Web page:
OPS takes a fresh look at bus policy-showcase

Outside Lewis and Clark Middle School, seventh-grader Diana Treja, left, heads to a bus with eighth-graders Yesmin Reyna, center, and Litzi Degante. A revision of the district’s busing plan means a change in which elementary and middle schools Omaha students could ride a bus to.

Who gets a bus ride and to which school could change under a new student assignment plan for the Omaha Public Schools — but families won’t feel any effects until fall 2017.

After more than a year of discussions, surveys and community meetings, the OPS board approved a revamped student assignment plan last week that sets rules for busing and school choice at the elementary and middle school levels.

The board decided to hold off on drafting a plan for high school students because two new high schools could be built in the next five years, depending on a future school bond vote.

“There’s just so much going on at the high school level,” said board member Katie Underwood, who led the committee that drove the new policy. “It felt premature to do something to high schools now and change again in two to three years.”

The board vote was 6-2.

OPS will spend the next two years rolling out the plan and explaining the changes to families. The upcoming 2015-16 school year will give district staff more time to compile a communication plan that will be rolled out in the 2016-17 school year. In the winter of that school year, families will start selecting which schools their children will attend in 2017-18, when the new plan will actually be implemented.

To help parents decode the new policies, the district plans to build a new busing website, with elements borrowed from similar sites used in Boston and Minneapolis. The website will allow parents to plug in their address and student’s information and figure out which schools they could attend with transportation.

The biggest impact from the plan will be to reduce the number of schools that elementary and middle school students can opt into and still receive a bus ride.

Under the current policy, which was last revised in 2009, families can choose from dozens of schools. Depending on a complex mix of factors — their income level, address and the socioeconomic diversity level of the chosen school — their student might get a bus ride.

School board members have called this system convoluted and confusing for families, while the vast amount of school choice drove up transportation costs and led to long bus rides for some students.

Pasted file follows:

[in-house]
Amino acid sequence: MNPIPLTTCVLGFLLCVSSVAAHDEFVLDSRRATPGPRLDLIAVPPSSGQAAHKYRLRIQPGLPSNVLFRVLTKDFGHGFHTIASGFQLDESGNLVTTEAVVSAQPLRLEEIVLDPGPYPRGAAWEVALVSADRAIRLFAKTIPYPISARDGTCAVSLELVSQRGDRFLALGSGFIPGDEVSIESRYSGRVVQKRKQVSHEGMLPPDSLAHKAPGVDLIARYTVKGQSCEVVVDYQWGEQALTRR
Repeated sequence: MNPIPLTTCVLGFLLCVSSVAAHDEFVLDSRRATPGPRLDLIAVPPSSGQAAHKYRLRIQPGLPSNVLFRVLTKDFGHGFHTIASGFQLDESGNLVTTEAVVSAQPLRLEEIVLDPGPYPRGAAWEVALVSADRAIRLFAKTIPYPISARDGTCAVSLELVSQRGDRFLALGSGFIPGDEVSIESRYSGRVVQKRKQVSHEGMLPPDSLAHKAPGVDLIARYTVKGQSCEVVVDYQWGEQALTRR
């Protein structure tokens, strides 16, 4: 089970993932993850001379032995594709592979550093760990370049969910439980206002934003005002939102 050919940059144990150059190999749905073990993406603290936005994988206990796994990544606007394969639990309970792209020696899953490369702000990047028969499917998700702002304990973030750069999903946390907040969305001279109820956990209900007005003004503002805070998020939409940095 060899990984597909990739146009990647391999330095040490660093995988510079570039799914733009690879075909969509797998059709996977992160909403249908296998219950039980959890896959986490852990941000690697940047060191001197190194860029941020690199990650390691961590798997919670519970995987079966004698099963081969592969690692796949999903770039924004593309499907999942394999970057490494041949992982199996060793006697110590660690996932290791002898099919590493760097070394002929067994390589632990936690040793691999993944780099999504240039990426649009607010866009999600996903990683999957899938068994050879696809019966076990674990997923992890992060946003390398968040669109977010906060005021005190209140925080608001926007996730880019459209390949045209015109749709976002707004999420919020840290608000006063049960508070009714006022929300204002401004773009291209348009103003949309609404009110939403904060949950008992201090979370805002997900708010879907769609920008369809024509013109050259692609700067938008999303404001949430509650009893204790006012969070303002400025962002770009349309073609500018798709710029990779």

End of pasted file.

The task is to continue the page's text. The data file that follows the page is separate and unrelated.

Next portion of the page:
The district spends about $21.2 million to bus about 16,000 students under the current student assignment plan. That doesn’t include another $20.7 million spent to bus 1,940 special education students. OPS pays more per student for busing than many other urban school districts in the Midwest.

The new student assignment plan will give families fewer options that guarantee transportation but could increase the number of students who can ride to their neighborhood school. School walk zones will be shrunk from 1.5 miles to 1 mile for elementary students and from 2 miles to 1.5 miles for middle schoolers.

To offset the additional expense of busing more kids to their home school, students will still be able to enroll at any school that has space, but they won’t necessarily get a bus ride there, leaving parents to rely on carpools, city buses or other modes of transportation.

“That’s the biggest impact,” Underwood said.

“I feel we’ve done a very good job communicating the student assignment plan, so I hope people have been paying attention and taking advantage of the meetings,” she said. “After they realize, I’ve only got 10 to 12 options now when I used to have 60, I hope that doesn’t come as a surprise.”

Under the new “partner school” system, elementary students will be able to get a ride to roughly eight to 10 schools, while middle school students will have a choice of four to five schools with busing.

If they don’t want to enroll at their neighborhood school, families can pick from a list of partner schools that are somewhat close to home or offer socioeconomic diversity. Students can also attend a magnet school in the “partner” area.

Partner schools will try to promote socioeconomic integration by pairing schools with higher and lower concentrations of low-income students. For example, depending on available space, students who live near higher-poverty schools such as King or Fontenelle Elementary could attend Standing Bear or Sunny Slope Elementary Schools, which have a lower free and reduced-price lunch population.

Students also will no longer receive priority for busing and school selection based on their free or reduced lunch status, a change school officials said should make the school selection process fairer and more transparent.

OPS has yet to land on a firm cost estimate for the new policy, saying it’s difficult to estimate which schools families will pick once the new system goes into effect. Depending on how many students stick closer to home or opt into a different school, overhauling busing could save the district $4.7 million or add $3.8 million to the busing tab for general education students.

School board members have also discussed cost-saving options, such as privatizing special education busing. Other options could add to busing efficiency, such as opting for an open-seat policy that could pick up more students on existing routes if buses have empty seats. That would allow more kids to get transportation without increasing costs.

The district hasn’t decided which, if any, students would be grandfathered in under old busing policies.

Contact the writer: 402-444-1210, erin.duffy@owh.com

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